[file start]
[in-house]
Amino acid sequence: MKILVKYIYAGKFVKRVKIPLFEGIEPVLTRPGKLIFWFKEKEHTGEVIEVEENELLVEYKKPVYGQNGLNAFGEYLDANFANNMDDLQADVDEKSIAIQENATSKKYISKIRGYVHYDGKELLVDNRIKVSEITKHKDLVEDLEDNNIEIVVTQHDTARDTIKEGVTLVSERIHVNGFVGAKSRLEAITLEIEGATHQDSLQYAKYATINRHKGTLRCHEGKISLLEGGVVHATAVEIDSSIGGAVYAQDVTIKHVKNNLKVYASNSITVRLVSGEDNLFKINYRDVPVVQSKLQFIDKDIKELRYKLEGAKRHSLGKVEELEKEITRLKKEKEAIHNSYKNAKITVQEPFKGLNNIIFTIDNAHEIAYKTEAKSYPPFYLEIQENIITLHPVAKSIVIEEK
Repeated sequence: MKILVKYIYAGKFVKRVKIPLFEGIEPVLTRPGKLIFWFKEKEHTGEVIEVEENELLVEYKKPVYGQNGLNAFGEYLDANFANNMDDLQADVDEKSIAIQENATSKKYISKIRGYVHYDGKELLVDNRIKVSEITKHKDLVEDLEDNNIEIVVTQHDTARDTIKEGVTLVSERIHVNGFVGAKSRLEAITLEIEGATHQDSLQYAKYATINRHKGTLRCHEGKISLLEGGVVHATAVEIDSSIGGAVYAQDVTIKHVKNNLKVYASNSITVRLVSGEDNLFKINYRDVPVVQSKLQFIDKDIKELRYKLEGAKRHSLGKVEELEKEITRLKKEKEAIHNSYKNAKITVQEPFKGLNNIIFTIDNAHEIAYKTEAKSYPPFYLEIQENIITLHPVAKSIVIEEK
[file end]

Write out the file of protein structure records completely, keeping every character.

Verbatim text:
[in-house]
Amino acid sequence: MKILVKYIYAGKFVKRVKIPLFEGIEPVLTRPGKLIFWFKEKEHTGEVIEVEENELLVEYKKPVYGQNGLNAFGEYLDANFANNMDDLQADVDEKSIAIQENATSKKYISKIRGYVHYDGKELLVDNRIKVSEITKHKDLVEDLEDNNIEIVVTQHDTARDTIKEGVTLVSERIHVNGFVGAKSRLEAITLEIEGATHQDSLQYAKYATINRHKGTLRCHEGKISLLEGGVVHATAVEIDSSIGGAVYAQDVTIKHVKNNLKVYASNSITVRLVSGEDNLFKINYRDVPVVQSKLQFIDKDIKELRYKLEGAKRHSLGKVEELEKEITRLKKEKEAIHNSYKNAKITVQEPFKGLNNIIFTIDNAHEIAYKTEAKSYPPFYLEIQENIITLHPVAKSIVIEEK
Repeated sequence: MKILVKYIYAGKFVKRVKIPLFEGIEPVLTRPGKLIFWFKEKEHTGEVIEVEENELLVEYKKPVYGQNGLNAFGEYLDANFANNMDDLQADVDEKSIAIQENATSKKYISKIRGYVHYDGKELLVDNRIKVSEITKHKDLVEDLEDNNIEIVVTQHDTARDTIKEGVTLVSERIHVNGFVGAKSRLEAITLEIEGATHQDSLQYAKYATINRHKGTLRCHEGKISLLEGGVVHATAVEIDSSIGGAVYAQDVTIKHVKNNLKVYASNSITVRLVSGEDNLFKINYRDVPVVQSKLQFIDKDIKELRYKLEGAKRHSLGKVEELEKEITRLKKEKEAIHNSYKNAKITVQEPFKGLNNIIFTIDNAHEIAYKTEAKSYPPFYLEIQENIITLHPVAKSIVIEEK